miracle Pumpernickel

I was in the middle of making this pumpernickel bread and all I could think of over and over again was…. it would take a miracle. (Said in the voice of Miracle Max from The Princess Bride.) For it really was going to take a miracle for this little loaf to work.

I had scanned and then re-scanned recipes for it, and either the recipe wasn’t what I was after or I didn’t have access to some of the listed ingredients. I re-read some more, until all I felt was, like a dog chasing it’s tail. Funny for someone else watching but rather annoying for the poor dog.

What?… How?… Maybe?… Oh crikey.

Nothing else for it. Jumping in and back to hack basics 101. I had a general idea of how it was supposed to be cooked, and I had a pretty solid idea of how I wanted it to look and taste, so off to the kitchen it was.

First I got some rye grain, as I couldn’t get the kind of rye flour or rye meal I was after. Then popped it in my Kitchenaid blender and pulverised it to make a course flour… pickle me in ginger if that didn’t work. I didn’t even know my Kitchenaid could do that. Whoosh!

With flour now in hand, I started on the rest of the loaf. I really felt out of my depths with this one, just because I was solely going on instinct and guessing and not following someone else’s tried and true pumpernickel recipe. Hence, the many mutterings of …it would take a miracle.

But it did work, and I was really happy with it. Dense, flavourful and definitely one I will be making regularly. It had both sweet and sour flavours, very little crust, and quite sustaining for a small slice. It’s not a quick loaf and does take a bit of preparation but I would much rather be eating a pumpernickel coming out of my kitchen as opposed to an imported one coming from Europe, (as that is a LOT of food miles for a small amount of bread.)

Pumpernickel

250g rye flour

200g starter (100%)

50g linseed meal

50g sunflower seeds

25g unprocessed wheat bran

1 tsp dark malt flour

handful pumpkin kernels

200mls boiling water

120mls natural yogurt

1 tsp salt

In a bowl add linseed, sunflower seeds, dark malt flour, wheat bran, pumpkin kernels and boiling water. Whisk together and leave to soak for several hours. Then add starter, rye flour and yogurt. Mix slowly a couple of times, with 10 minute rest intervals in between. Then add the salt and mix well again. In an oiled and lined with baking paper tin spoon mixture in. Making sure there is no gaps. Cover and prove until risen by about a quarter. This took for me about 7 hours, will depend on the room temperature though.

Cover with aluminium foil and bake at 220C for 15 minutes, then lowering the temperature to 190C bake for approximately 35 minutes.

Cool in tin for 15 minutes, keeping the aluminium on. Then remove from tin, and cool on rack. When it’s cold, wrap it in baking paper for 24-48 hours before eating.

*******

and just because I can….

this post submitted to the wonderful yeastspotting

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34 thoughts on “miracle Pumpernickel

  1. No, not a miracle. Sounds like your skill and understanding of bread-making resulted in that amazing looking pumpernickel bread. You questioned, you persisted, you achieved. Well done.

  2. This is very impressive – almost miraculous :) – and I love that you dived in and had such a good result. Love the Princess Bride references too, especially as I only discovered that movie in adulthood and it is thus relatively fresh in my mind!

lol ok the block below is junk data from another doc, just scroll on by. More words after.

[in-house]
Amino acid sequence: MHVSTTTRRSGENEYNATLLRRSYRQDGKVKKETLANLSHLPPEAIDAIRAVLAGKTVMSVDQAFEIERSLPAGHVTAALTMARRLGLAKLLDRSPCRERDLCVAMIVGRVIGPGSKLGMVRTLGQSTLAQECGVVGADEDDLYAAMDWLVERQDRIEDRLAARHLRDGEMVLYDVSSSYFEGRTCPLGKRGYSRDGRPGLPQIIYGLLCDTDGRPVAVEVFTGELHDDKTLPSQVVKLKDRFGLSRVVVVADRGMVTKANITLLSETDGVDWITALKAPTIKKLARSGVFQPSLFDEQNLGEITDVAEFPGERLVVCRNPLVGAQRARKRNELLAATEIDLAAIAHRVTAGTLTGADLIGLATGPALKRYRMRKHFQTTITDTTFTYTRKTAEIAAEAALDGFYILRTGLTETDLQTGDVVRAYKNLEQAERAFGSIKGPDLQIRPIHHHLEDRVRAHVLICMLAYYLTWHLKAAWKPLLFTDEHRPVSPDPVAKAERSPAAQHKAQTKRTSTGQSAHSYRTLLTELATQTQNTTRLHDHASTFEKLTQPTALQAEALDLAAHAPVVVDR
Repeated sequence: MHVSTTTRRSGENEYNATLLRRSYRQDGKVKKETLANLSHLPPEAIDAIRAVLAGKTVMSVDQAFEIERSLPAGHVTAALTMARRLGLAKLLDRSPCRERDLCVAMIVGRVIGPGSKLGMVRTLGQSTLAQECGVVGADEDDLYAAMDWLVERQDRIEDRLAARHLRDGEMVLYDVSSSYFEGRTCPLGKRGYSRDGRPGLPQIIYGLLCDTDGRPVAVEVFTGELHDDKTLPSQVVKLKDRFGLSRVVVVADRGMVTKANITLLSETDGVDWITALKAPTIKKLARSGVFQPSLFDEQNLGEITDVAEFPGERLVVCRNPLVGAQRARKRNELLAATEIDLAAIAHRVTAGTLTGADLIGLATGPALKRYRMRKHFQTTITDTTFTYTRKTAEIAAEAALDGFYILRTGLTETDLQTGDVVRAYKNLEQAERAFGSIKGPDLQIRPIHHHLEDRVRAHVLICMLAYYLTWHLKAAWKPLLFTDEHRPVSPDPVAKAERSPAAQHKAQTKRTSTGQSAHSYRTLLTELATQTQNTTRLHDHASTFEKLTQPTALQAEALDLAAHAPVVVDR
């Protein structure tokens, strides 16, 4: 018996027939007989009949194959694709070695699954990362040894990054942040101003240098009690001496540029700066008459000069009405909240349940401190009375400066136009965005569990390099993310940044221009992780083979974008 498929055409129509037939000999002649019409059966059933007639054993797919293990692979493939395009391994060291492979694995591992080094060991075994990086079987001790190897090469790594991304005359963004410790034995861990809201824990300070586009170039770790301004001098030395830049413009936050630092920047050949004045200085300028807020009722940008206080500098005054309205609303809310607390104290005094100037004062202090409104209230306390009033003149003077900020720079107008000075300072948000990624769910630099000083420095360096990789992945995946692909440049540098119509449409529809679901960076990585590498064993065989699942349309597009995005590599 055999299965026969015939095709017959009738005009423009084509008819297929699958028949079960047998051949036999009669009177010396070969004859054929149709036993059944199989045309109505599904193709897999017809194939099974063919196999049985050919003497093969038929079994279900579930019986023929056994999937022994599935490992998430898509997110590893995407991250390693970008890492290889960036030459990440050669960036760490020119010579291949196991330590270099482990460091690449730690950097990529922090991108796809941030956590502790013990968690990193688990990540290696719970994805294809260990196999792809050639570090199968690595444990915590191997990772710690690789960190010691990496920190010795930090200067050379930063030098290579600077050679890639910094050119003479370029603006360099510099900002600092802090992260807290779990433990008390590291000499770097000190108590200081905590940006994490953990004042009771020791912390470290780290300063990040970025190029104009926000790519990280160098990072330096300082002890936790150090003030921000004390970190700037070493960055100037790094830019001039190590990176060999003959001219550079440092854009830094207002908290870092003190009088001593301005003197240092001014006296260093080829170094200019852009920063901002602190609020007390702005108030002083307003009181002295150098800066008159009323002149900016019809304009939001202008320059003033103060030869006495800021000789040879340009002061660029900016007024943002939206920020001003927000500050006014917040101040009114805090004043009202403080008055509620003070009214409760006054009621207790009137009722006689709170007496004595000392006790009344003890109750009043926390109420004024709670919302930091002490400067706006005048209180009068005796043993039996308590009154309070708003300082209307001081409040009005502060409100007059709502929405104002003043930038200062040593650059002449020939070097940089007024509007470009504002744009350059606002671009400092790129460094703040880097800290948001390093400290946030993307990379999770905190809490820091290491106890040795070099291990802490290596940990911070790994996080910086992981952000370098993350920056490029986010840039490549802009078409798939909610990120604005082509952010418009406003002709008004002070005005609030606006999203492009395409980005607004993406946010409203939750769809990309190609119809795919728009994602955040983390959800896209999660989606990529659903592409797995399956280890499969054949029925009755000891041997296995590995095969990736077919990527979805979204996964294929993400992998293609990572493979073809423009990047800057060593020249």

3. Love the princess bride! Love pumpernickel – though it confuses me as I have seen some loaves that are dark but still soft and others I see are less dark but nubbly and dense – yours looks like the latter! I have some pumpernickel rolls I love that are painful to knead because they are so dense – is this the case with yours?

    • Actually I didn’t knead this little baby at all Johanna. Just the slow mixes and then spoon it in. I didn’t see much point in kneading it as it was such a sticky mess with very little gluten involvement, it would have just stuck to everything.
      I think American style pumpernickel can vary a little to the German style (which was more the taste I was going for) with the first being lighter??

  4. I love pumpernickel…every time I think of it I think of my college days picking up a loaf with a friend and sitting on a bench studying, eating, and feeding the birds…ah the days without responsibility or a care in the world.

    • Joanna I really don’t know if I’m educated enough in the art of bread to taste the differences between a hot soaker and not. I know it’s supposed to sweeten it…saying that it did have a sweetness to it sitting along side the tang of a rye flavoured sourdough that’s sat and thought about things for a few days before cutting.
      I am happy about now making a local pumpernickel though :-)

  5. Brydie, it looks fantastic. How fabulous to have a KitchenAid that can grind flour. I love pumpernickel, for some reason it has a real affinity for egg – for me anyway. Must have a go at doing this – I really must!

  6. That looks like a very impressive loaf Brydie – well done! Funnily enough I have just come from stirring a batch of sourdough rye bread that I started about 30 hours ago. When I came back from Copenhagen I was so inspired by their fantastic rye breads that I had to make some myself. I experimented madly for a few weeks, managed to create a mighty fine version…but ofcourse did not keep any notes or details of what I did (aaghh!). So I am trying to recreate it again, this time keeping notes as I go along. Fingers crossed!

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